Effects of exposing shrimp larvae (Pandalus borealis) to aquaculture pesticides at field relevant concentrations, with and without food limitation
Peer reviewed, Journal article
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OriginalversjonAquatic Toxicology. 2020, 222, 105453. 10.1016/j.aquatox.2020.105453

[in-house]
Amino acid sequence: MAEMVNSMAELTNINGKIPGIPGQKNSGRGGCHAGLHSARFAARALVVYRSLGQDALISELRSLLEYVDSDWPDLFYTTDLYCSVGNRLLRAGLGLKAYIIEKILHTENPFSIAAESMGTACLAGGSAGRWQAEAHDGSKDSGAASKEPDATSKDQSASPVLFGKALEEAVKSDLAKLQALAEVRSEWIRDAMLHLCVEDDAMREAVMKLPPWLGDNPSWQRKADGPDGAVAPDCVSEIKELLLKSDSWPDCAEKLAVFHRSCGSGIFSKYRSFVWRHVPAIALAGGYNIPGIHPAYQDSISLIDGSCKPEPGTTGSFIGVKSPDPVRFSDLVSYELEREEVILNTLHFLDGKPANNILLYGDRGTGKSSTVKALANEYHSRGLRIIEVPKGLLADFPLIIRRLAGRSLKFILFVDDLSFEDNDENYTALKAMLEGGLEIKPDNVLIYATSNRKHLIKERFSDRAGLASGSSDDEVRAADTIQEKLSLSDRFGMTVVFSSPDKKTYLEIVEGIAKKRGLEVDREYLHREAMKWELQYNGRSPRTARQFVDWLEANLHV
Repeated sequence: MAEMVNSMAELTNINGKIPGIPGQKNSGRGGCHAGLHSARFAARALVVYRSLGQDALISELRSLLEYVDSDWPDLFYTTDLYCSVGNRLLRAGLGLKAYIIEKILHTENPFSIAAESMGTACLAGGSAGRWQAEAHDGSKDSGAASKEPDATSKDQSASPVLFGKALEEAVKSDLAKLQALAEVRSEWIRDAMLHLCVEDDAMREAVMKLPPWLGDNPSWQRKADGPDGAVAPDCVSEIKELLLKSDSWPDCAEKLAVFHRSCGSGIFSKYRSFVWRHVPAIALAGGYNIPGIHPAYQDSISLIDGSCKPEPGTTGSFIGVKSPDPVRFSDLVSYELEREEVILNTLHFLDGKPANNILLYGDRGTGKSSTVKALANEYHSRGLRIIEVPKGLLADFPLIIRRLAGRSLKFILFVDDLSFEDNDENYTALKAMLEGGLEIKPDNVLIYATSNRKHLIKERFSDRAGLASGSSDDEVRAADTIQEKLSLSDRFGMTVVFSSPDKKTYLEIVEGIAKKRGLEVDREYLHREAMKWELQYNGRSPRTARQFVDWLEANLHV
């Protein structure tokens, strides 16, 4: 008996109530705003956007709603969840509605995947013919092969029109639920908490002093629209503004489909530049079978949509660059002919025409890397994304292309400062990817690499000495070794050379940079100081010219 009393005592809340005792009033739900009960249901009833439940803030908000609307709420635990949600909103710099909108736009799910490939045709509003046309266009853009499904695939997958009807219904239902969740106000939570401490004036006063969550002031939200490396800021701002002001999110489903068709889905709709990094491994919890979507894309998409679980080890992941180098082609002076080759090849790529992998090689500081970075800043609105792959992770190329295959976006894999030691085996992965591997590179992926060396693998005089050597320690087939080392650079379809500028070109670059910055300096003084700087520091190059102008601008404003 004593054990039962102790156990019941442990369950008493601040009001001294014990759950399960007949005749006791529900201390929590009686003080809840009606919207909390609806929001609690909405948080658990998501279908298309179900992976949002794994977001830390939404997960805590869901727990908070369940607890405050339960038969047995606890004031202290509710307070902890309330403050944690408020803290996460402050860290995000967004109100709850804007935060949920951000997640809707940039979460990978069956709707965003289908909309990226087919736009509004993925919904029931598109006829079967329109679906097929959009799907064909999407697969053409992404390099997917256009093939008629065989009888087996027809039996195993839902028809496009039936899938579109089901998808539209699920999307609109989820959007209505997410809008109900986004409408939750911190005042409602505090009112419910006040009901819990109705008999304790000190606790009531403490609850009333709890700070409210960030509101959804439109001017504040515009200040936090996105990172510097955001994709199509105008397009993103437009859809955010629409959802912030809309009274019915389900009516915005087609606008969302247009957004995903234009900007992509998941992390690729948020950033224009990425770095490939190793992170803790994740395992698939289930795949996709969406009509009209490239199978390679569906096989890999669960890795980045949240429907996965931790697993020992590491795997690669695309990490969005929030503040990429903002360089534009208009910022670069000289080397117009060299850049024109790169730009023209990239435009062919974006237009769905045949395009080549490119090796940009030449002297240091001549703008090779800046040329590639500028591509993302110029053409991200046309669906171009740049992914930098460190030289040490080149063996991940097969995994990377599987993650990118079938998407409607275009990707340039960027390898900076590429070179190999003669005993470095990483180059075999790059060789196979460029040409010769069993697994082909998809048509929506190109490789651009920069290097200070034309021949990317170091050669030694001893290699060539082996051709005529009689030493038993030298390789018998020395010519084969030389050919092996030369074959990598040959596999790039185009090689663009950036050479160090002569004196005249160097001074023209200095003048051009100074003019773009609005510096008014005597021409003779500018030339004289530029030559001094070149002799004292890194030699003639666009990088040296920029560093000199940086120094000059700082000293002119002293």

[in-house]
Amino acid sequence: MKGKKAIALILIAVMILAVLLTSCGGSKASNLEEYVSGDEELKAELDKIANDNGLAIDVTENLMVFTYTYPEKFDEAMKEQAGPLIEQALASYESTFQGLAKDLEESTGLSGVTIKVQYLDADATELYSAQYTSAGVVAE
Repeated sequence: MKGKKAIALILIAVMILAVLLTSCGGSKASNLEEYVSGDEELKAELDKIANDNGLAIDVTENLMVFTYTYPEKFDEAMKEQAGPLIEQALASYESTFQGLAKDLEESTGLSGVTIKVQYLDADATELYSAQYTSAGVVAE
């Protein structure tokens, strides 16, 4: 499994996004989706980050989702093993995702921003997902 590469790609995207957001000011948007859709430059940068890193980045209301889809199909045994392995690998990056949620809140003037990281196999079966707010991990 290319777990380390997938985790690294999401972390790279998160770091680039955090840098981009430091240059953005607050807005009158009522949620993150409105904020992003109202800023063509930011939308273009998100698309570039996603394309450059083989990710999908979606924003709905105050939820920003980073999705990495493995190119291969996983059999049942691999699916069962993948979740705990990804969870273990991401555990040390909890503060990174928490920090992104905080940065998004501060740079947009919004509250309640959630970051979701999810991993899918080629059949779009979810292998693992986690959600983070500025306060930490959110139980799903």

Anti-parasitic drugs used in the aquaculture industry are discharged to the sea after treatment of salmon. In this study, the effects of azamethiphos (AZA) in the Salmosan® formulation and deltamethrin (DEL) in the Alpha Max® formulation, have been assessed in Northern shrimp larvae (Pandalus borealis) when administered both separately and in combination. The exposure concentrations were 100 ng/L for AZA and 2 ng/L for DEL, each representing a 1000-fold dilution of the prescribed concentrations for salmon. These two chemicals were combined at these concentrations to give a third treatment (AZA + DEL). When larvae were exposed for two hours on the first, second and third days post hatch (dph), significantly increased mortality and reduced swimming activity were observed for larvae from the DEL and combined AZA + DEL treatments 4 dph, though not in larvae from the AZA treatment. A single pulse exposure, delivered on the first day post hatch, caused similar effects on mortality and swimming activity 4 dph as the three-pulse exposure. Mortality was driven by the presence of DEL in both experiments, with no amplification or reduction of effects observed when DEL and AZA were combined. Larvae were observed for 13 days following the single pulse exposure, with food limitation introduced as an additional stressor on day 4. In the DEL and AZA + DEL treatments mortality continued to increase regardless of food level, with no larvae completing development to stage II. The overriding toxicity of DEL masked any potential effects the reduced food ration may have exerted. Swimming activity was lower for AZA treated larvae than Control larvae 13 dph, when both groups were fed daily, though no other significant changes to mortality, development to stage II, feeding rate or gene expression were observed. Food limited Control and AZA larvae had lower swimming activity and feeding rate than daily fed Control larvae, with expression of pyruvate kinase and myosin genes also downregulated. However, there was no negative effect on survival or successful development to stage II in these treatments. In addition, mesencephalic astrocyte-derived neurotropic factor was downregulated in food limited Control larvae when compared with the daily fed Controls. Results from this study together with reported estimates of dispersion plume concentrations of discharged pesticides indicate that toxic concentrations of deltamethrin could reach shrimp larvae several kilometers from a treated salmon farm.